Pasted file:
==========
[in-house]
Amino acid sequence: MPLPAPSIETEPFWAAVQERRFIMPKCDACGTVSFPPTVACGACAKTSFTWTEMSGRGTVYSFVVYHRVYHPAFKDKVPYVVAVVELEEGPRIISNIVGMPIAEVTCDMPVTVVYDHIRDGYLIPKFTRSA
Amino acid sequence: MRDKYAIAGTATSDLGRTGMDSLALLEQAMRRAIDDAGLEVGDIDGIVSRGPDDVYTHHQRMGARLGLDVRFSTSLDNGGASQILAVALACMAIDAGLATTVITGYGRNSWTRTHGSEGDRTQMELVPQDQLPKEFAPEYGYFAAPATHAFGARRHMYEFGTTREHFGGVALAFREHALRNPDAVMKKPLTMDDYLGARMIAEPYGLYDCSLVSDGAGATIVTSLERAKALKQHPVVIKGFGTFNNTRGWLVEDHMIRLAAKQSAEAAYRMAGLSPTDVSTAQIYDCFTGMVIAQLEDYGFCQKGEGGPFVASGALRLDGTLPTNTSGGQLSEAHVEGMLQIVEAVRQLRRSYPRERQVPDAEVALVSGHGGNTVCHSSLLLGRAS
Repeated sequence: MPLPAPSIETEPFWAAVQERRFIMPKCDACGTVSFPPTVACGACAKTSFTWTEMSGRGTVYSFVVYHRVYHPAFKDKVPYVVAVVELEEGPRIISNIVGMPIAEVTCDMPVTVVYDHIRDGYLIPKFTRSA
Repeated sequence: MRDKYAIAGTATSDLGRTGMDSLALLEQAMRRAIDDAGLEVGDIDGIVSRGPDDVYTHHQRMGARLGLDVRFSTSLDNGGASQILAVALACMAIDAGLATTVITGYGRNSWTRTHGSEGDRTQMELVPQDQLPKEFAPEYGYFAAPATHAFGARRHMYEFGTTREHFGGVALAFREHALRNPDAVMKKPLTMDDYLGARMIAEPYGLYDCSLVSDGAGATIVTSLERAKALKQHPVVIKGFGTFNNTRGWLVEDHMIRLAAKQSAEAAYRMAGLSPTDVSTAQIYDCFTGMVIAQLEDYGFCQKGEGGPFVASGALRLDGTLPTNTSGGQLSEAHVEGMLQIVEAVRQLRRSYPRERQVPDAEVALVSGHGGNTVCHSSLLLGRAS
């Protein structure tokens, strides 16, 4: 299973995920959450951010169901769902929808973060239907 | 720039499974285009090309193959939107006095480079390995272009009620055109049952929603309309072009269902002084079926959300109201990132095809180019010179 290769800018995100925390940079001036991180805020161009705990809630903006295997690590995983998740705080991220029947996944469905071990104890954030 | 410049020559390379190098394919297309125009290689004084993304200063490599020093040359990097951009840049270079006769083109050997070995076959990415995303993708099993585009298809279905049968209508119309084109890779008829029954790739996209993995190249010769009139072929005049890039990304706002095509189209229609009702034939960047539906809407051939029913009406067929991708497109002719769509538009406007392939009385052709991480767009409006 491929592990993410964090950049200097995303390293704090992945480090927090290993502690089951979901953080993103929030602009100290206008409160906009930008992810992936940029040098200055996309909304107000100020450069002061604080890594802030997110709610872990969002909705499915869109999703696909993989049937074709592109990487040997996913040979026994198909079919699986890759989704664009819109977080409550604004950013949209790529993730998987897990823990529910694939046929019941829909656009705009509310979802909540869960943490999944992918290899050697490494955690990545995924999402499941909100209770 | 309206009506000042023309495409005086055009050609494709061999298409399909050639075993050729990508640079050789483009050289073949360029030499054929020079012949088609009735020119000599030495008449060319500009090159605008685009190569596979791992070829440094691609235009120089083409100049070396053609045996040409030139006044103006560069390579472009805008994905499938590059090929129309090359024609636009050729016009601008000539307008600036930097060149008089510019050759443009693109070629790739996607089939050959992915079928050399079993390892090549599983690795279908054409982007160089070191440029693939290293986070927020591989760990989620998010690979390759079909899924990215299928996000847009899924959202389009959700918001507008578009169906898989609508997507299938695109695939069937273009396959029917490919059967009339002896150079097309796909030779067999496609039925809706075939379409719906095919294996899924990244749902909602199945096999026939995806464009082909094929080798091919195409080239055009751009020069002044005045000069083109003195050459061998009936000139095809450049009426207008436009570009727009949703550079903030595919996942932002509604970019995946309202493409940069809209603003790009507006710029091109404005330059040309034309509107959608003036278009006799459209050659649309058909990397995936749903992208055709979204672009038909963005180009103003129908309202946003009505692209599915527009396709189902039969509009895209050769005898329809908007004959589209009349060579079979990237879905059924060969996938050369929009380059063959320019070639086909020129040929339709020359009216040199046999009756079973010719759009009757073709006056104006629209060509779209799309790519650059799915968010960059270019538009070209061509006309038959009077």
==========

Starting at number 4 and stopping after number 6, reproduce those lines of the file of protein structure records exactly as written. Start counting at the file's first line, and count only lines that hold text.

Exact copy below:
Repeated sequence: MPLPAPSIETEPFWAAVQERRFIMPKCDACGTVSFPPTVACGACAKTSFTWTEMSGRGTVYSFVVYHRVYHPAFKDKVPYVVAVVELEEGPRIISNIVGMPIAEVTCDMPVTVVYDHIRDGYLIPKFTRSA
Repeated sequence: MRDKYAIAGTATSDLGRTGMDSLALLEQAMRRAIDDAGLEVGDIDGIVSRGPDDVYTHHQRMGARLGLDVRFSTSLDNGGASQILAVALACMAIDAGLATTVITGYGRNSWTRTHGSEGDRTQMELVPQDQLPKEFAPEYGYFAAPATHAFGARRHMYEFGTTREHFGGVALAFREHALRNPDAVMKKPLTMDDYLGARMIAEPYGLYDCSLVSDGAGATIVTSLERAKALKQHPVVIKGFGTFNNTRGWLVEDHMIRLAAKQSAEAAYRMAGLSPTDVSTAQIYDCFTGMVIAQLEDYGFCQKGEGGPFVASGALRLDGTLPTNTSGGQLSEAHVEGMLQIVEAVRQLRRSYPRERQVPDAEVALVSGHGGNTVCHSSLLLGRAS
């Protein structure tokens, strides 16, 4: 299973995920959450951010169901769902929808973060239907 | 720039499974285009090309193959939107006095480079390995272009009620055109049952929603309309072009269902002084079926959300109201990132095809180019010179 290769800018995100925390940079001036991180805020161009705990809630903006295997690590995983998740705080991220029947996944469905071990104890954030 | 410049020559390379190098394919297309125009290689004084993304200063490599020093040359990097951009840049270079006769083109050997070995076959990415995303993708099993585009298809279905049968209508119309084109890779008829029954790739996209993995190249010769009139072929005049890039990304706002095509189209229609009702034939960047539906809407051939029913009406067929991708497109002719769509538009406007392939009385052709991480767009409006 491929592990993410964090950049200097995303390293704090992945480090927090290993502690089951979901953080993103929030602009100290206008409160906009930008992810992936940029040098200055996309909304107000100020450069002061604080890594802030997110709610872990969002909705499915869109999703696909993989049937074709592109990487040997996913040979026994198909079919699986890759989704664009819109977080409550604004950013949209790529993730998987897990823990529910694939046929019941829909656009705009509310979802909540869960943490999944992918290899050697490494955690990545995924999402499941909100209770 | 309206009506000042023309495409005086055009050609494709061999298409399909050639075993050729990508640079050789483009050289073949360029030499054929020079012949088609009735020119000599030495008449060319500009090159605008685009190569596979791992070829440094691609235009120089083409100049070396053609045996040409030139006044103006560069390579472009805008994905499938590059090929129309090359024609636009050729016009601008000539307008600036930097060149008089510019050759443009693109070629790739996607089939050959992915079928050399079993390892090549599983690795279908054409982007160089070191440029693939290293986070927020591989760990989620998010690979390759079909899924990215299928996000847009899924959202389009959700918001507008578009169906898989609508997507299938695109695939069937273009396959029917490919059967009339002896150079097309796909030779067999496609039925809706075939379409719906095919294996899924990244749902909602199945096999026939995806464009082909094929080798091919195409080239055009751009020069002044005045000069083109003195050459061998009936000139095809450049009426207008436009570009727009949703550079903030595919996942932002509604970019995946309202493409940069809209603003790009507006710029091109404005330059040309034309509107959608003036278009006799459209050659649309058909990397995936749903992208055709979204672009038909963005180009103003129908309202946003009505692209599915527009396709189902039969509009895209050769005898329809908007004959589209009349060579079979990237879905059924060969996938050369929009380059063959320019070639086909020129040929339709020359009216040199046999009756079973010719759009009757073709006056104006629209060509779209799309790519650059799915968010960059270019538009070209061509006309038959009077």